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Walking the Clouds: An Anthology of Indigenous Science Fiction

3.78  ·  Rating details ·  242 ratings  ·  46 reviews
In this first-ever anthology of Indigenous science fiction Grace Dillon collects some of the finest examples of the craft with contributions by Native American, First Nations, Aboriginal Australian, and New Zealand Maori authors. The collection includes seminal authors such as Gerald Vizenor, historically important contributions often categorized as "magical realism" by au ...more
Paperback, 262 pages
Published March 1st 2012 by University of Arizona Press
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Dec 05, 2012 marked it as to-read
Shelves: indigenous
AWW YEAH. This will be read after finals.
A quick gripe:
Really, REALLY side-eyeing Charles De Lint's "review" on the back.
"Though I'm not usually a fan of anthologies compiled by race, sex, etc., this book is so good that I'm happy to have these stories collected together however it came about. Don't read this because they're stories by Native American writers. Read them because they're damn good stories by damn good writers."

Did he actually read it? Does he know that "Indigenous" doesn't just m
Jun 14, 2018 marked it as dnf
Shelves: author-of-color
dnf at 170 pgs

i just think this went over my head - the language in the prefaces to each story was VERY academic. the stories i read were all either barely science fiction or nearly incomprehensibly science fiction. it didnt help that the majority of the stories were selections from longer books (rather than short stories) that required a LOT of context to parse

TLDR unfortunately, this collection wasn't for me. someone looking for an academic science fiction anthology might love it though!
Kyle Aisteach
May 01, 2013 rated it liked it
This is a fascinating academic text. Dillion does a beautiful job creating a survey of Native American speculative fiction, weaving insightful commentary throughout.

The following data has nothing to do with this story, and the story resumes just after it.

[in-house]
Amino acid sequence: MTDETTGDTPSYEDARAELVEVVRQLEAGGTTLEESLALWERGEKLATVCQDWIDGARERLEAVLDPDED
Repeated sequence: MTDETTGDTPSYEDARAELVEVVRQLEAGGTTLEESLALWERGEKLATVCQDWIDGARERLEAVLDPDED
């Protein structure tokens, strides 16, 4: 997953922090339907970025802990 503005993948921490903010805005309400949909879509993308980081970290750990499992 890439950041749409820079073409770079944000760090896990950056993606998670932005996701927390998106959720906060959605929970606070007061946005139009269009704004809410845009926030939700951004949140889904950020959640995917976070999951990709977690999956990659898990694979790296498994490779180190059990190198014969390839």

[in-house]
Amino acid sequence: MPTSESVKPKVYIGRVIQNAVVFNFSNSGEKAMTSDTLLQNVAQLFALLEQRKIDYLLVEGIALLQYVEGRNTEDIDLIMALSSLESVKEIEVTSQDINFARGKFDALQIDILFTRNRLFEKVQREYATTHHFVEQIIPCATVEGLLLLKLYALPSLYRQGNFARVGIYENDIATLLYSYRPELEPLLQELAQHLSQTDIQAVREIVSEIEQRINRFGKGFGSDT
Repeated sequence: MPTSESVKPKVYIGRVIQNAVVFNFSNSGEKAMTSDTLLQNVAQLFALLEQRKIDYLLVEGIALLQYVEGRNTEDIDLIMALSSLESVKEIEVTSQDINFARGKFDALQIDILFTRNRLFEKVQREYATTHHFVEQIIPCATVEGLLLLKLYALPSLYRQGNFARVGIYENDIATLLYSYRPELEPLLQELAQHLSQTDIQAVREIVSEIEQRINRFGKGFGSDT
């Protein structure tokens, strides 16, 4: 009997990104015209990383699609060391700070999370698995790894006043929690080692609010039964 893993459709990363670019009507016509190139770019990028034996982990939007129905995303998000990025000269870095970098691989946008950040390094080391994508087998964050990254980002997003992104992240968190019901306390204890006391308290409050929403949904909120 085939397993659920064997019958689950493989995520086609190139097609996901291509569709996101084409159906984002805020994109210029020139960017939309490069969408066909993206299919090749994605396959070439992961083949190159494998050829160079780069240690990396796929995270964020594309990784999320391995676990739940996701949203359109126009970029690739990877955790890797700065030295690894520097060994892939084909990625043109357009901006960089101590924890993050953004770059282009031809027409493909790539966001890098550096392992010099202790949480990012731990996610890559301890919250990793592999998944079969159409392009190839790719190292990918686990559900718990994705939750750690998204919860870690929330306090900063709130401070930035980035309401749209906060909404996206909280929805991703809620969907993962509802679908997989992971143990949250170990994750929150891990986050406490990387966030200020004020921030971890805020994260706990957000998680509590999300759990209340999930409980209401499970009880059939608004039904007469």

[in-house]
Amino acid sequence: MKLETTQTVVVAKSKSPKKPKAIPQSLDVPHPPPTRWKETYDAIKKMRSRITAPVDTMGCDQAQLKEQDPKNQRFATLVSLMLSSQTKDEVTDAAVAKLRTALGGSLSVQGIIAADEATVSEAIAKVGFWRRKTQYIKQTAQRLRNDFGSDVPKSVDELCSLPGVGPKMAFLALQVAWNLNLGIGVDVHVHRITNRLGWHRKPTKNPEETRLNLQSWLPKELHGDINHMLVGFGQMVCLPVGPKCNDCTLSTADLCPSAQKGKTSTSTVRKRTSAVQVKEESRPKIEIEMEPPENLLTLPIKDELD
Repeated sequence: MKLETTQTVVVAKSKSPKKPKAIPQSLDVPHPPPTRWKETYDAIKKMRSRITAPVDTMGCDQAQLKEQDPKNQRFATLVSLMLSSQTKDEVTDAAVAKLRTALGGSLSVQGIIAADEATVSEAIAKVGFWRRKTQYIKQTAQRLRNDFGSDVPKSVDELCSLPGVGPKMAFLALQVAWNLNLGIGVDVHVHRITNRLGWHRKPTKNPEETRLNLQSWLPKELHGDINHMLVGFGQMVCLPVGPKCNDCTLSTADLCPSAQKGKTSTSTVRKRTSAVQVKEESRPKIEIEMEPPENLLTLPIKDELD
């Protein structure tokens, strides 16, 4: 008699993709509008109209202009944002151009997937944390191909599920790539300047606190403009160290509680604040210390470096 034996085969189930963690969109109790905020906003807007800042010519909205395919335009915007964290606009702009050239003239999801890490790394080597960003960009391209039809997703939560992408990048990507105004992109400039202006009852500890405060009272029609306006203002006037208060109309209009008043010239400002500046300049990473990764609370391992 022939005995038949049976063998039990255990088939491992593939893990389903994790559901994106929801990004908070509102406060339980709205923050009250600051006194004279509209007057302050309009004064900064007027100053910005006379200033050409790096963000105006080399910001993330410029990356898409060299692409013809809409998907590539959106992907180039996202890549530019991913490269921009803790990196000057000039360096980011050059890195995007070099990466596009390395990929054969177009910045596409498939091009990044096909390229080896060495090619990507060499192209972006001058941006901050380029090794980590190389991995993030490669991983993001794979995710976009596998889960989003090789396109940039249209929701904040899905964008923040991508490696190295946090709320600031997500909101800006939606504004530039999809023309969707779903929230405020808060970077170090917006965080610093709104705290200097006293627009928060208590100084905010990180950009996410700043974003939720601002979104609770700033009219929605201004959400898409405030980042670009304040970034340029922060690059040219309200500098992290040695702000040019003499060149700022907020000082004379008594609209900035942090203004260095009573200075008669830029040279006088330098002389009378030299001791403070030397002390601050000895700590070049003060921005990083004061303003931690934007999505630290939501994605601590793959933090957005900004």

Unfortunately, this book's greatest weakness is as an anthology. Very few of the included works are standalone short stories. The overwhelming majority are excerpts from longer works. And although Dillon did a good job of selecting excerpts that make sense out of context, the book feels like a series of pointers to novels that we sh
Ed Erwin
Mar 30, 2019 rated it liked it
Shelves: fantasy, sf
Took me ages and I still never finished it. I guess the problem is that it is mostly excerpts from longer works rather than complete stories. Or maybe I've just had too many other things grabbing my attention.

I'm glad to have read the excerpt from "Midnight Robber". I don't think I'll read the rest of that book. The only author here I will likely seek out in future is Sherman Alexie.
Ai Miller
A solid collection and introduction to indigenous sci-fi. It's worth noting that at this stage, this functions maybe more as a kind of potential space for foundations for indigenous sci-fi, rather than necessarily a place to explore new works or authors; there's been a huge amount of work put out after this (especially in the young adult arenas) that might be worth checking out if you're looking to avoid, say, Sherman Alexie's work. Nevertheless, Dillon's analysis and introductions are very soli ...more
Jessica Maginity
Apr 28, 2020 rated it it was amazing